From Taiwan to the belt and road, China’s ‘grand plan’ is to push the US out of Asia
- Patrick Mendis and Joey Wang say the US should not take China’s talk of a ‘peaceful rise’ at face value, but must work with allies to move China towards international norms, rather than contain it
In his recent “message to compatriots in Taiwan” to mark the 40th anniversary of a call from Beijing to end military confrontation across the Taiwan Strait, President Xi Jinping offered them a five-point “peaceful unification” proposal, but made no promise to renounce the use of force.
The communique reveals a subtler “grand plan” of China. The Taiwan issue is simply one step in Beijing’s larger strategic goal of pushing the United States and its influence out of the Indo-Pacific region.
However, this strategic endgame cannot be achieved without the support of other objectives such as the Belt and Road Initiative and establishing control over the East and South China seas. Each of these objectives must be understood within the geopolitics of the regional balance of power through the US-led security dialogue also involving Japan, Australia and India, a grouping commonly known as the Quad.
China’s priority begins with the Communist Party of China and its legitimacy. Because China’s strategic objectives are predicated on this legitimacy, the party must provide economic and social stability for its citizens, which requires an uninterrupted supply of energy to not only deliver economic growth but also sustain military operations. It is no surprise that given China’s economic challenges, Beijing has called for stability in six key areas, including employment and finance.
China’s primary objective of defending territorial integrity begins with Taiwan. For China, Taiwan is not merely a runaway province, it is a focal point in the first island chain that would allow China to project power out to the Western Pacific and the second island chain. This is generally referred to as Anti Access/Area Denial.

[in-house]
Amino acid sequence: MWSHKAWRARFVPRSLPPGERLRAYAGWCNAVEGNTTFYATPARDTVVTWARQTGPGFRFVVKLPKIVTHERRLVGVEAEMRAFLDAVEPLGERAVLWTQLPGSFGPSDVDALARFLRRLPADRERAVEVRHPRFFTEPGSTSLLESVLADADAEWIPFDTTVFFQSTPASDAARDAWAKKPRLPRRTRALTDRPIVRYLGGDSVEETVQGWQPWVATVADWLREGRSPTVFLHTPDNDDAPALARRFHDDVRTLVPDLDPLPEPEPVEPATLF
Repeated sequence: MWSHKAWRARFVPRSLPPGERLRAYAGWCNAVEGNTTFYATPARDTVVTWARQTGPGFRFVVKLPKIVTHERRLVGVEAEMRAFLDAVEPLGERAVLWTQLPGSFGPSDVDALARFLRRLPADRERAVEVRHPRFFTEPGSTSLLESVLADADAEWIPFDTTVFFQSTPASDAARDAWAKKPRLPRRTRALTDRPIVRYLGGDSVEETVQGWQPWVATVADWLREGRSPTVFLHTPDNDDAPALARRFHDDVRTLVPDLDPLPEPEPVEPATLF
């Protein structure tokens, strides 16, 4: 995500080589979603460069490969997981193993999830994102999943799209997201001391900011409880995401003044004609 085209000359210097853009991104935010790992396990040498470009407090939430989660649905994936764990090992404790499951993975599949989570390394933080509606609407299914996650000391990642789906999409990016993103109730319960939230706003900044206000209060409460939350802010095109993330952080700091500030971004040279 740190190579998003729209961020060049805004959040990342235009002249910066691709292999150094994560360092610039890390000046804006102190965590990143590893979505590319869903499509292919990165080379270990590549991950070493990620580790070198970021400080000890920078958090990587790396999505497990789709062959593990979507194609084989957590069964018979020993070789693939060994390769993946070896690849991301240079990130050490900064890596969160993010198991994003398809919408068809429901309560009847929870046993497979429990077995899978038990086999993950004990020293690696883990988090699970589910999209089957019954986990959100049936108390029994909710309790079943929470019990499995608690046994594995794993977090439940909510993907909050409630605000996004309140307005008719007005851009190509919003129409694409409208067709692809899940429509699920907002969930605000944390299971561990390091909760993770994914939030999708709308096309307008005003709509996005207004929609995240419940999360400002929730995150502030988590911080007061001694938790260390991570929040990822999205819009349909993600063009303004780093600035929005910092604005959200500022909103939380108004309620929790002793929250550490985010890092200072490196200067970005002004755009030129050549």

Hence, the formation of the air defence identification zone in the East China Sea and the island-reclamation, followed by military build-up, in the Spratly and Parcel islands in the South China Sea are not only meant to claim de facto rights to the resources within the nine-dash-line, they are also tactical steps towards employing coercive diplomacy with its neighbours, and establishing operational control over the region in its move towards unification with Taiwan. China is also working diplomatically to “peel” away those countries that currently recognise Taiwan.
A separate but related issue is that China believes it still has some unfinished business with Japan – both with respect to the Diaoyu/Senkaku Islands in the East China Sea, as well as in the broader historical context of national humiliation. It is why there is speculation China’s first indigenously built aircraft carrier will be called the “Shandong”, a province once ceded to Japan after first world war.
The key enabler to project its power has been China’s explosive economic growth. As it cools down, however, major programmes such as the belt and road strategy will be critical to any future projection of power. The stated purpose of the initiative is to promote regional economic cooperation and promote peace and development. However, there are other hidden motivations.